To support this initiative, we have backed a national rocket test facility which will allow companies and universities to test the engines which are used to move small satellites in space. It will also allow sustainable propellants such as hydrogen peroxide and liquid oxygen to be tested as possible replacements for current rocket fuels.

The National Space Propulsion Test Facility (NSPTF), which received £4 million in funding from the UK Space Agency, is based at the Westcott Space Cluster in Aylesbury Vale Enterprise Zone.

8.1 Ensuring safe launch

The UK Space Agency works with partner organisations to ensure the safety of the UK’s future launch industry. There has been significant regulatory and legislative action in this area. In July 2021 the Space Industry Act 2018 and the accompanying Space Industry Regulations 2021 came into force to enable launches to take place from the UK from 2022. The regulations were drawn up by the Agency, the Department for Transport, BEIS, the Civil Aviation Authority and the Health and Safety Executive. The Agency also worked with the Civil Aviation Authority in order to establish it as the independent UK Space Regulator.

The US-UK Technology Safeguards Agreement came into force in July 2021. It paves the way for US companies to operate from UK spaceports, a significant business opportunity for the UK launch industry. We also secured the cooperation of the Faroe Islands and Iceland for UK launch, through agreements setting out how we will manage launches which fly over or near their territory.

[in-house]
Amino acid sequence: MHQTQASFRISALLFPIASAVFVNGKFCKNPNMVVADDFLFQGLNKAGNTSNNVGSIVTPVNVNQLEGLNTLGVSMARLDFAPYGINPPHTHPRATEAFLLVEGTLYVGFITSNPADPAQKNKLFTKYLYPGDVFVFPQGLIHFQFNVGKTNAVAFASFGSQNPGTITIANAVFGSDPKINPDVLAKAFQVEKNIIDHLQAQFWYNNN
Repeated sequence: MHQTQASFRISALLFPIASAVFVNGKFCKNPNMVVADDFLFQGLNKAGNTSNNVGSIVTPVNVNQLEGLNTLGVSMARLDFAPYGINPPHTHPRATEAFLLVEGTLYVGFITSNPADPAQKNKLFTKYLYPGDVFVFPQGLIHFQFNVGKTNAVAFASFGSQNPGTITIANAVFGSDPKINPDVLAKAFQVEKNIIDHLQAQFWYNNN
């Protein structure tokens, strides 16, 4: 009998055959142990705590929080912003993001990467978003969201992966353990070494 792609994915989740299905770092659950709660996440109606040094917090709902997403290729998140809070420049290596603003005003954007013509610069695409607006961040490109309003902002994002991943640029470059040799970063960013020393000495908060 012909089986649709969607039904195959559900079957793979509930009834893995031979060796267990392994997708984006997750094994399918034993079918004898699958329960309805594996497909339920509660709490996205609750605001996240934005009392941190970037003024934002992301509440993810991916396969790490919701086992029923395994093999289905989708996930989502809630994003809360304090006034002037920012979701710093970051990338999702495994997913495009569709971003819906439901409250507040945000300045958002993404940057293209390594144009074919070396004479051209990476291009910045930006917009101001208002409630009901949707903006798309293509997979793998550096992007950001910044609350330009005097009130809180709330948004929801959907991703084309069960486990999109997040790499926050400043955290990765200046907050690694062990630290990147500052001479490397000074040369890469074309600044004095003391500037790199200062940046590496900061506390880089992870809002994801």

To learn more about orbital congestion and space debris, scan or click the https://news.google.com/__i/rss/rd/articles/CBMihQFodHRwczovL3d3dy5nb3YudWsvZ292ZXJubWVudC9wdWJsaWNhdGlvbnMvdWstc3BhY2UtYWdlbmN5LWFubnVhbC1yZXBvcnQtYW5kLWFjY291bnRzLTIwMjEtMjAyMi91ay1zcGFjZS1hZ2VuY3ktYW5udWFsLXJlcG9ydC0yMDIxLTIy0gEA?oc=5 (https://m.youtube.com/watch?v=fDBN1qBBvK8&feature=youtu.be

To learn more about UK Spaceports, scan or click the link.

8.2 Strong and competitive space sector

Supporting research that drives technical innovation and scientific discovery, making the UK a top destination for space industry and academia, and inspiring the next generation of space professionals.

We know that even before the UK becomes a centre for space launcher activity, the UK space sector is generating new jobs. The latest ‘Size and Health of the UK Space Industry’ report reveals that in 2018-19, compared to the previous survey in 2016-17:

  • Income has risen from £14.8 billion to £16.4 billion.

  • Employment is up by 3,200 from 41,900 to 45,100.

  • Over £360 billion of UK economic activity is now supported by satellites, up from £300 billion.

The survey found 1,218 UK businesses in the space sector, 95 of them founded during the two-year survey period.

The Agency is setting up ten regional hubs, known as space clusters, to support new and growing space companies. This priority is in line with the Government’s Levelling Up plan to spread opportunity to all parts of the UK, and with the National Space Strategy and level up the space sector across the UK.

The UK space sector’s global competitiveness was demonstrated during the year by a range of innovative projects. One was the launch of the first satellite capable of being reprogrammed in space. Eutelsat Quantum was backed by UK Space Agency funding and built in Britain by Airbus in Portsmouth and Surrey Satellite Technology in Guildford. It is the first of a new generation of fully reconfigurable satellites that can respond while in orbit to changing demands on Earth, for example to switch between broadcasting TV to delivering data connections to aircraft, or to providing connectivity for driverless cars.